Between reading Hanna Jameson’s The Last and now Dry and watching ‘Walking Dead’ type shows/movies I now want to stock up on everything and be ready for the end of civilization! Especially water: You cannot live without water after a few days. Dry has totally freaked me out and I want to be prepared! Everything about Dry felt real to me. It takes place in southern California (OMG, this happened in the USA!) and the water has run completely out. The desperation of everyone is captured brilliantly and we see how people become in impossible situations.
Our protagonists are young adults, so they will come with immaturity, but I was completely drawn into the story! You don’t know what is going to happen and who will die or live. For a while I thought we were going to have a ‘Mist movie type ending’ and OMG, that would be jaw dropping as it is so realistic and not a happy ending.
Shusterman does such a wonderful job making you think about things long after you have finished his books. He continues this with Dry. Dry has you thinking about what you will do and who will you become when the Tap-Out eventually happens.[Top]
Author: Joanne Ramos
Published: May 7, 2019
Reviewed By: Jessica
Dates Read: April 23- May 5, 2019
Jessica’s Rating: 4 stars
Nestled in the Hudson Valley is a sumptuous retreat boasting every amenity: organic meals, private fitness trainers, daily massages—and all of it for free. In fact, you get paid big money—more than you’ve ever dreamed of—to spend a few seasons in this luxurious locale. The catch? For nine months, you belong to the Farm. You cannot leave the grounds; your every move is monitored. Your former life will seem a world away as you dedicate yourself to the all-consuming task of producing the perfect baby for your überwealthy clients.
Jane, an immigrant from the Philippines and a struggling single mother, is thrilled to make it through the highly competitive Host selection process at the Farm. But now pregnant, fragile, consumed with worry for her own young daughter’s well-being, Jane grows desperate to reconnect with her life outside. Yet she cannot leave the Farm or she will lose the life-changing fee she’ll receive on delivery—or worse.
Heartbreaking, suspenseful, provocative, The Farm pushes our thinking on motherhood, money, and merit to the extremes, and raises crucial questions about the trade-offs women will make to fortify their futures and the futures of those they love.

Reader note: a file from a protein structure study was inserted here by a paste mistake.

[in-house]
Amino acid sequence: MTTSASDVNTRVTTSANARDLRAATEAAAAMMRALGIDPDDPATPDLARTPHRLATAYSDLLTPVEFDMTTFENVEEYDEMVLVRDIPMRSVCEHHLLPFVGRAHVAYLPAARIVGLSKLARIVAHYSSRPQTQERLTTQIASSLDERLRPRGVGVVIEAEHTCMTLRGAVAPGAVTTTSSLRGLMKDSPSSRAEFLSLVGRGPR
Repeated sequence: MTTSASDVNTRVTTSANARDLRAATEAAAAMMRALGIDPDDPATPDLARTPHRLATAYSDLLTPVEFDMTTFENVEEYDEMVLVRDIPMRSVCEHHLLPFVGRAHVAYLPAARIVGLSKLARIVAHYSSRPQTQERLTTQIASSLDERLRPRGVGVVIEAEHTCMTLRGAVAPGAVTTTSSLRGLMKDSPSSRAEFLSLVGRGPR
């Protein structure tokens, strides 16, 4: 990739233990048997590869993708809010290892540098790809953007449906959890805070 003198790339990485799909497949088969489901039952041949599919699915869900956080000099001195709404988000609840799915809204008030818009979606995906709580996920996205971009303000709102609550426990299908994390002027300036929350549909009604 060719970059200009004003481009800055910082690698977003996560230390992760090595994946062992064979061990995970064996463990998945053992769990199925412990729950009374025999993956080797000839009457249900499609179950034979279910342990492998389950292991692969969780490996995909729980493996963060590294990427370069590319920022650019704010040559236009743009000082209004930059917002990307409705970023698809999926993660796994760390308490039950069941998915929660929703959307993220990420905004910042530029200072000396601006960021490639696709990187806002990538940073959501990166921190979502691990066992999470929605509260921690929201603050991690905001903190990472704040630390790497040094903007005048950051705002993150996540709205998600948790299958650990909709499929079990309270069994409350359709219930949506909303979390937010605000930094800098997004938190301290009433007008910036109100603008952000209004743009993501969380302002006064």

The thriller lover in me wanted a novel where Golden Oaks, aka ‘The Farm’ was ‘the big bad evil’ with ulterior motive and missing surrogates, etc. The Farm is Joanne Ramos’ debut novel and instead of thriller we get a novel about class and privilege and extreme differences. The differences in race, immigration status, lack of freedom, morality and greed, and many more topics are also explored.
‘The Farm’ seems like a resort for surrogates, and in some ways it is. The surrogates are given most everything they could need, but not want. They are subject to rules and regulations but they are also paid significantly as the pregnancy progresses. There are both positive and negative consequences to ‘The Farm’. In reality, the women are numbered like cattle carrying commodities, and it is all about the health of the fetus and the end result of a healthy baby delivered for ‘the client’. Most of the ‘hosts’ are immigrants who need a job and see a high payout with working at ‘The Farm’ and most of the clients are white. The ‘clients’ of Golden Oaks are not necessarily people who cannot have children: They are the rich who may not want to ruin their ‘perfect bodies’ with pregnancy or don’t want to deal with the time involved with doctor’s appointments and possible complications.
We get four points of view in The Farm:
Jane- an immigrant and our main protagonist
Reagan- another Host/Surrogate
Mae- Golden Oaks’ Director of Operations
Ate- Jane’s cousin
Each character makes decisions based on what works best for them and their given situation. I liked Jane and was on her side the whole novel. When she made bad decisions I just wanted to knock some sense into her! I felt for her when she missed her baby girl that she left with her cousin to ‘work’ at ‘The Farm’ for 9 months. Nine months can be a short amount of time to earn a huge payout, but at what cost? Jane begins to realize this as time passes and she misses her daughter’s milestones.
This is yet another novel that will leave you thinking. How far away is our society from having real life ‘farms’ for the wealthy that are made up of ‘hosts’ who are the poor and want or need that paycheck?
Many thanks to NetGalley and Random House Publishing for my copy.[Top]